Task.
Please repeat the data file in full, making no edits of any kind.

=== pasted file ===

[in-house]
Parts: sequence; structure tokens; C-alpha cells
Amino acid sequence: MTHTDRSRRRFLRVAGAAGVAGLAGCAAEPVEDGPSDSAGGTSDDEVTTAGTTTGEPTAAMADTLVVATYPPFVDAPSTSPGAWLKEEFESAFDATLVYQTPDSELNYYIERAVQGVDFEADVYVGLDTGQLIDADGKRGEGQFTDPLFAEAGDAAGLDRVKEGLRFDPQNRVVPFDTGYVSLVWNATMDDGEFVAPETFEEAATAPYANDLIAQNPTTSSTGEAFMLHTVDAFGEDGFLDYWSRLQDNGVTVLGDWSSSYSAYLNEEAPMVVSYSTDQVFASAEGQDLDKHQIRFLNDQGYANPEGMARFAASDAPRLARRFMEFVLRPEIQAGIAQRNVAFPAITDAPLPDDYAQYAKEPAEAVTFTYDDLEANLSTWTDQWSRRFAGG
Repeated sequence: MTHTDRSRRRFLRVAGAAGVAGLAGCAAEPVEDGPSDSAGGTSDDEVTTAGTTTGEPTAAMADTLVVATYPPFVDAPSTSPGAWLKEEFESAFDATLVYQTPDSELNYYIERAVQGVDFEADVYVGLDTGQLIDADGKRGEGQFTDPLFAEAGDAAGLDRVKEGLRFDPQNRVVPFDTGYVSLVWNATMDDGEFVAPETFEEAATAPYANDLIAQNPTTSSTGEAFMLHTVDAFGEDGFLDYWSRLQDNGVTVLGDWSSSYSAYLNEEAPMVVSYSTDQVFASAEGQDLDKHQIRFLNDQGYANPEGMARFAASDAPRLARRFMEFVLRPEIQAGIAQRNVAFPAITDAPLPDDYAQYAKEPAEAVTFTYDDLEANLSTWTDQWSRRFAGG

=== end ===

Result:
[in-house]
Parts: sequence; structure tokens; C-alpha cells
Amino acid sequence: MTHTDRSRRRFLRVAGAAGVAGLAGCAAEPVEDGPSDSAGGTSDDEVTTAGTTTGEPTAAMADTLVVATYPPFVDAPSTSPGAWLKEEFESAFDATLVYQTPDSELNYYIERAVQGVDFEADVYVGLDTGQLIDADGKRGEGQFTDPLFAEAGDAAGLDRVKEGLRFDPQNRVVPFDTGYVSLVWNATMDDGEFVAPETFEEAATAPYANDLIAQNPTTSSTGEAFMLHTVDAFGEDGFLDYWSRLQDNGVTVLGDWSSSYSAYLNEEAPMVVSYSTDQVFASAEGQDLDKHQIRFLNDQGYANPEGMARFAASDAPRLARRFMEFVLRPEIQAGIAQRNVAFPAITDAPLPDDYAQYAKEPAEAVTFTYDDLEANLSTWTDQWSRRFAGG
Repeated sequence: MTHTDRSRRRFLRVAGAAGVAGLAGCAAEPVEDGPSDSAGGTSDDEVTTAGTTTGEPTAAMADTLVVATYPPFVDAPSTSPGAWLKEEFESAFDATLVYQTPDSELNYYIERAVQGVDFEADVYVGLDTGQLIDADGKRGEGQFTDPLFAEAGDAAGLDRVKEGLRFDPQNRVVPFDTGYVSLVWNATMDDGEFVAPETFEEAATAPYANDLIAQNPTTSSTGEAFMLHTVDAFGEDGFLDYWSRLQDNGVTVLGDWSSSYSAYLNEEAPMVVSYSTDQVFASAEGQDLDKHQIRFLNDQGYANPEGMARFAASDAPRLARRFMEFVLRPEIQAGIAQRNVAFPAITDAPLPDDYAQYAKEPAEAVTFTYDDLEANLSTWTDQWSRRFAGG